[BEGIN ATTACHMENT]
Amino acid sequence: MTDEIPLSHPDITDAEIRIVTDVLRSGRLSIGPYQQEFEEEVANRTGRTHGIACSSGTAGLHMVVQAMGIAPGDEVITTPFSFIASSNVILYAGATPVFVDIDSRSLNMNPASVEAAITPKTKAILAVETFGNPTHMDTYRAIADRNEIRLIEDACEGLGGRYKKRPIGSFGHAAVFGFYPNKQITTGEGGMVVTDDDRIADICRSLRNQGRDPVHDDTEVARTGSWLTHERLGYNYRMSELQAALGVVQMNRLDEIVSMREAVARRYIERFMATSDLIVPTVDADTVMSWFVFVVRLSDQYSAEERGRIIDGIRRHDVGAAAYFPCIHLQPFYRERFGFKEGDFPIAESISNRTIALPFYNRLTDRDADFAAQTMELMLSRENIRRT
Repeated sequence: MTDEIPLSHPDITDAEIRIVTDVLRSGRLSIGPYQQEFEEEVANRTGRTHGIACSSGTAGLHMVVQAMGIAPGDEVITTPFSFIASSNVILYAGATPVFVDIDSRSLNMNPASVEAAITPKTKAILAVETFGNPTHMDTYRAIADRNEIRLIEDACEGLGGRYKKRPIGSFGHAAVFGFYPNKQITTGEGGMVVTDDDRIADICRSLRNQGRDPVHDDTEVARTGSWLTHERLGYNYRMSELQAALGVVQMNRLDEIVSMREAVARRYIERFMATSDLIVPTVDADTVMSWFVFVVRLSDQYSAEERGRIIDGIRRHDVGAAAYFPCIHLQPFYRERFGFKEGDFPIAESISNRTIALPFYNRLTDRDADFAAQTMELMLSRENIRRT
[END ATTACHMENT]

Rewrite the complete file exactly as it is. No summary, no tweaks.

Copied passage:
Amino acid sequence: MTDEIPLSHPDITDAEIRIVTDVLRSGRLSIGPYQQEFEEEVANRTGRTHGIACSSGTAGLHMVVQAMGIAPGDEVITTPFSFIASSNVILYAGATPVFVDIDSRSLNMNPASVEAAITPKTKAILAVETFGNPTHMDTYRAIADRNEIRLIEDACEGLGGRYKKRPIGSFGHAAVFGFYPNKQITTGEGGMVVTDDDRIADICRSLRNQGRDPVHDDTEVARTGSWLTHERLGYNYRMSELQAALGVVQMNRLDEIVSMREAVARRYIERFMATSDLIVPTVDADTVMSWFVFVVRLSDQYSAEERGRIIDGIRRHDVGAAAYFPCIHLQPFYRERFGFKEGDFPIAESISNRTIALPFYNRLTDRDADFAAQTMELMLSRENIRRT
Repeated sequence: MTDEIPLSHPDITDAEIRIVTDVLRSGRLSIGPYQQEFEEEVANRTGRTHGIACSSGTAGLHMVVQAMGIAPGDEVITTPFSFIASSNVILYAGATPVFVDIDSRSLNMNPASVEAAITPKTKAILAVETFGNPTHMDTYRAIADRNEIRLIEDACEGLGGRYKKRPIGSFGHAAVFGFYPNKQITTGEGGMVVTDDDRIADICRSLRNQGRDPVHDDTEVARTGSWLTHERLGYNYRMSELQAALGVVQMNRLDEIVSMREAVARRYIERFMATSDLIVPTVDADTVMSWFVFVVRLSDQYSAEERGRIIDGIRRHDVGAAAYFPCIHLQPFYRERFGFKEGDFPIAESISNRTIALPFYNRLTDRDADFAAQTMELMLSRENIRRT